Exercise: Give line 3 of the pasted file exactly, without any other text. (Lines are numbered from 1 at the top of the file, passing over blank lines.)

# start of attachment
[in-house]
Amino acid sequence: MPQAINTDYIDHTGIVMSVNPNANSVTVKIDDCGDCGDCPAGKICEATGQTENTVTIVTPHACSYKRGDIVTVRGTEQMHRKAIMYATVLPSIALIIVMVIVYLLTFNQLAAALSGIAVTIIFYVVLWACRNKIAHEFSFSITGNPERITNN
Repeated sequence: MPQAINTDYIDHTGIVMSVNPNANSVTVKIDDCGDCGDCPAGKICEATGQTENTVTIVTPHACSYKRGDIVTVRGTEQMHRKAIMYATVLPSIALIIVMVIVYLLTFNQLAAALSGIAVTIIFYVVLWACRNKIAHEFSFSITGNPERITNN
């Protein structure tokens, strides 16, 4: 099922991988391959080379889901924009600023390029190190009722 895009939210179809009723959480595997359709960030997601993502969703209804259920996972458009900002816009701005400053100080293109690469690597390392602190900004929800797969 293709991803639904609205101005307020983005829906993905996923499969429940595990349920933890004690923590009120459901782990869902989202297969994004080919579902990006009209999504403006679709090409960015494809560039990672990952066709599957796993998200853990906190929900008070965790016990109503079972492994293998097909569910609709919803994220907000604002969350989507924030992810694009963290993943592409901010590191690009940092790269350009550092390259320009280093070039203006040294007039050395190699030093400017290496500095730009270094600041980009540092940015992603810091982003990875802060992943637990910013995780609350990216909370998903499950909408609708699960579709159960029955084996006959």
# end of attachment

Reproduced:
Repeated sequence: MPQAINTDYIDHTGIVMSVNPNANSVTVKIDDCGDCGDCPAGKICEATGQTENTVTIVTPHACSYKRGDIVTVRGTEQMHRKAIMYATVLPSIALIIVMVIVYLLTFNQLAAALSGIAVTIIFYVVLWACRNKIAHEFSFSITGNPERITNN